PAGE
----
Jane Campion’s debut feature, Sweetie , is a lesson in intention, in strong choices, in the development of a voice, in the expression of a perspective—all the things we look for in a great work of art. Nowhere is this more apparent than in the very first frame, in which the film’s protagonist Kay (Karen Colston) is introduced; a single from an angle as disorienting as its dialogue. Kay appears floating in the foreground, lost in thought, against a flat floral pattern (later revealed to be a carpet), but the slanted shot tells us all we need to know: something is askew.
That something is Kay’s dysfunctional family dynamic, made manifest in the flesh by Dawn, her self-destructive sister, nicknamed “Sweetie” (the gloriously charismatic and uninhibited Geneviève Lemon). Sweetie arrives on the scene unannounced, after what appears to have been a long hiatus, which Kay must have known would never last. Dawn couldn’t have picked a worse moment to interfere, descending upon Kay the day after she and her live-in boyfriend diagnose their failing relationship as “spiritual” and prescribe themselves a “non-sex phase.” Dawn, by contrast, is the epitome of sensuality and the opposite of spirituality—all appetite and no intellect, much in the way a 2-year-old child behaves upon learning the words “I want!”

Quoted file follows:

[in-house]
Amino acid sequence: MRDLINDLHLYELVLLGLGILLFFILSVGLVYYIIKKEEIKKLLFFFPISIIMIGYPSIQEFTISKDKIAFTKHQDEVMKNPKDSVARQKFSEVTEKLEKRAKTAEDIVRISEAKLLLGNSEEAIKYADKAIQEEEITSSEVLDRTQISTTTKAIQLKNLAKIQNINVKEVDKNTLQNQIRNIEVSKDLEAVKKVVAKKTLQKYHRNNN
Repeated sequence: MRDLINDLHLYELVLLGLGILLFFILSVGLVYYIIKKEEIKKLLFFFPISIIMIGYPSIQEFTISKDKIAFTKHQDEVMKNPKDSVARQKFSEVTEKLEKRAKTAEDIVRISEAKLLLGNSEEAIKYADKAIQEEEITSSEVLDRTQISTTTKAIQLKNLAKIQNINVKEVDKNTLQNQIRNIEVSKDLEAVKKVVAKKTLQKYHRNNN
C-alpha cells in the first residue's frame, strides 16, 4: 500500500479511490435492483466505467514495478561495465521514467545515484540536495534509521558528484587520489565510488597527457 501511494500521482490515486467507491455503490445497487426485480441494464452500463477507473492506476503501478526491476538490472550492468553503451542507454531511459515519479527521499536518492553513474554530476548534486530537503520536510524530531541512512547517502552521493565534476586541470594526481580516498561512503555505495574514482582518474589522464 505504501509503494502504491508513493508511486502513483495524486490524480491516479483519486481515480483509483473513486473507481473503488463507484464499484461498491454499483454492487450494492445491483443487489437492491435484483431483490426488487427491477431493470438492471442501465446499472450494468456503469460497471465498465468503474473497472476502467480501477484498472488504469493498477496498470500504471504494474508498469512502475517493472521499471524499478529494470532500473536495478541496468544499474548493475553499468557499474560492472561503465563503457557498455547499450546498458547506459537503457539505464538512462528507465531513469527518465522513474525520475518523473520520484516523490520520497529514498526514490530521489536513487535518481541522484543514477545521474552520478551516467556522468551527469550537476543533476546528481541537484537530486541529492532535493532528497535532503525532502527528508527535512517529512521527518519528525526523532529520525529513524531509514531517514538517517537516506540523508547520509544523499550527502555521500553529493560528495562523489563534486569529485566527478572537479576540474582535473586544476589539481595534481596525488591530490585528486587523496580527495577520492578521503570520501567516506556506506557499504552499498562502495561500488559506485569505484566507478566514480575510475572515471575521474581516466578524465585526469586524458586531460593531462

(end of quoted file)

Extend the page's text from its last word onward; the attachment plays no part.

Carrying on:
But, as Sue Gillet so aptly put in her 1999 Senses of Cinema essay, something even more sinister is at play, “in a family where husbands are sons to their wives, and daughters are wives to their fathers, where mothers and daughters are rivals and the father a destructive child.” That strange and secret something is what drives Dawn up a tree (literally), and the film to its grim conclusion, but not without its fair share of playful humor—expressed beautifully through Sally Bongers’ irreverent, impeccable cinematography. Bongers’ camerawork alone makes the film worth watching, but combined with Campion’s wild and singular screenwriting, the images become iconic. Best to stop here and see for yourself. Sweetie doesn’t simply tell you how to feel or what to think, it asks you to interpret.